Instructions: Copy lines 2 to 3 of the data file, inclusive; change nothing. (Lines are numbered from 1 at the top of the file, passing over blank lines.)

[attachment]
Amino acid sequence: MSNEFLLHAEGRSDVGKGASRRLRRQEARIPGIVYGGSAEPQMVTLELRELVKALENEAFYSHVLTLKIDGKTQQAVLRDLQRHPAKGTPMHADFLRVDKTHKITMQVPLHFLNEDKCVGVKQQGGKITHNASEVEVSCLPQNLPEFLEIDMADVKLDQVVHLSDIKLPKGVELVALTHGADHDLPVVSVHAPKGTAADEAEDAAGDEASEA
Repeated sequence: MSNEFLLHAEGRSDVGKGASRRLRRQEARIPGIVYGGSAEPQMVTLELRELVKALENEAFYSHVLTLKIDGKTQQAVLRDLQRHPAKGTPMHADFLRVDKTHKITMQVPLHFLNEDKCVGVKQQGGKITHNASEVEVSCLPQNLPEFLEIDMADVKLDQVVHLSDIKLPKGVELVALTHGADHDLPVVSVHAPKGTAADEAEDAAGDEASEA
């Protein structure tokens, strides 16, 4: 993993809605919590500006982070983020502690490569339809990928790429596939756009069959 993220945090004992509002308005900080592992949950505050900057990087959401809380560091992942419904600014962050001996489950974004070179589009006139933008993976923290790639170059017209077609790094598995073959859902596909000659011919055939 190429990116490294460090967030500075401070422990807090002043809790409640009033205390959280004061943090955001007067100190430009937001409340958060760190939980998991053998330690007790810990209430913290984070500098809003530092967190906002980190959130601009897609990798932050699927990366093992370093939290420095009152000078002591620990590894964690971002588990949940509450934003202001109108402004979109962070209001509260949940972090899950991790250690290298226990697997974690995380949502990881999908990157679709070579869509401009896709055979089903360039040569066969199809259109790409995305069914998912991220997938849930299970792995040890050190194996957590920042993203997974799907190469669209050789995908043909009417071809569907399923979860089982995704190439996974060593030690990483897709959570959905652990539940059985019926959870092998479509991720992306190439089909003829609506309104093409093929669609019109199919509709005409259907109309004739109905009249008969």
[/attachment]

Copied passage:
Repeated sequence: MSNEFLLHAEGRSDVGKGASRRLRRQEARIPGIVYGGSAEPQMVTLELRELVKALENEAFYSHVLTLKIDGKTQQAVLRDLQRHPAKGTPMHADFLRVDKTHKITMQVPLHFLNEDKCVGVKQQGGKITHNASEVEVSCLPQNLPEFLEIDMADVKLDQVVHLSDIKLPKGVELVALTHGADHDLPVVSVHAPKGTAADEAEDAAGDEASEA
């Protein structure tokens, strides 16, 4: 993993809605919590500006982070983020502690490569339809990928790429596939756009069959 993220945090004992509002308005900080592992949950505050900057990087959401809380560091992942419904600014962050001996489950974004070179589009006139933008993976923290790639170059017209077609790094598995073959859902596909000659011919055939 190429990116490294460090967030500075401070422990807090002043809790409640009033205390959280004061943090955001007067100190430009937001409340958060760190939980998991053998330690007790810990209430913290984070500098809003530092967190906002980190959130601009897609990798932050699927990366093992370093939290420095009152000078002591620990590894964690971002588990949940509450934003202001109108402004979109962070209001509260949940972090899950991790250690290298226990697997974690995380949502990881999908990157679709070579869509401009896709055979089903360039040569066969199809259109790409995305069914998912991220997938849930299970792995040890050190194996957590920042993203997974799907190469669209050789995908043909009417071809569907399923979860089982995704190439996974060593030690990483897709959570959905652990539940059985019926959870092998479509991720992306190439089909003829609506309104093409093929669609019109199919509709005409259907109309004739109905009249008969």